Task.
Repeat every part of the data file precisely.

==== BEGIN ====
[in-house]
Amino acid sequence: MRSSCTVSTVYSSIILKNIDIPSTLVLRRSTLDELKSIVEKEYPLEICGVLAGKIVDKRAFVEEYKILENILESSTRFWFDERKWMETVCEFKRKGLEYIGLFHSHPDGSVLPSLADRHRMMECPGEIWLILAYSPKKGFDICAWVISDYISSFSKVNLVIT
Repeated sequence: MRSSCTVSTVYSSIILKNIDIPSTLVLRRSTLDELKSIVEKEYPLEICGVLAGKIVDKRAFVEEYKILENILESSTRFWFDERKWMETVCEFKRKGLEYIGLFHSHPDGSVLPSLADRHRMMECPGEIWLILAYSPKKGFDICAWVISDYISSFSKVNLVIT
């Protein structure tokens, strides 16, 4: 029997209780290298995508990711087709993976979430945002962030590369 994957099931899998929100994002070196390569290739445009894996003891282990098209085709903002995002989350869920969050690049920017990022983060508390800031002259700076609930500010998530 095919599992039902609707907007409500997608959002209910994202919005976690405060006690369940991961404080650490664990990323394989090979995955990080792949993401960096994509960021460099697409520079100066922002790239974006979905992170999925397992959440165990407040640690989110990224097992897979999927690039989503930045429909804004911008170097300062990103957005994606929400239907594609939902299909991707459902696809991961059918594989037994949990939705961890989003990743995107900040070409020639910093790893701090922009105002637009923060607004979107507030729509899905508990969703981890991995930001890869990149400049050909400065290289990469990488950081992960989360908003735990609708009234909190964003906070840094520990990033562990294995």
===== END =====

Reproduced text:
[in-house]
Amino acid sequence: MRSSCTVSTVYSSIILKNIDIPSTLVLRRSTLDELKSIVEKEYPLEICGVLAGKIVDKRAFVEEYKILENILESSTRFWFDERKWMETVCEFKRKGLEYIGLFHSHPDGSVLPSLADRHRMMECPGEIWLILAYSPKKGFDICAWVISDYISSFSKVNLVIT
Repeated sequence: MRSSCTVSTVYSSIILKNIDIPSTLVLRRSTLDELKSIVEKEYPLEICGVLAGKIVDKRAFVEEYKILENILESSTRFWFDERKWMETVCEFKRKGLEYIGLFHSHPDGSVLPSLADRHRMMECPGEIWLILAYSPKKGFDICAWVISDYISSFSKVNLVIT
């Protein structure tokens, strides 16, 4: 029997209780290298995508990711087709993976979430945002962030590369 994957099931899998929100994002070196390569290739445009894996003891282990098209085709903002995002989350869920969050690049920017990022983060508390800031002259700076609930500010998530 095919599992039902609707907007409500997608959002209910994202919005976690405060006690369940991961404080650490664990990323394989090979995955990080792949993401960096994509960021460099697409520079100066922002790239974006979905992170999925397992959440165990407040640690989110990224097992897979999927690039989503930045429909804004911008170097300062990103957005994606929400239907594609939902299909991707459902696809991961059918594989037994949990939705961890989003990743995107900040070409020639910093790893701090922009105002637009923060607004979107507030729509899905508990969703981890991995930001890869990149400049050909400065290289990469990488950081992960989360908003735990609708009234909190964003906070840094520990990033562990294995």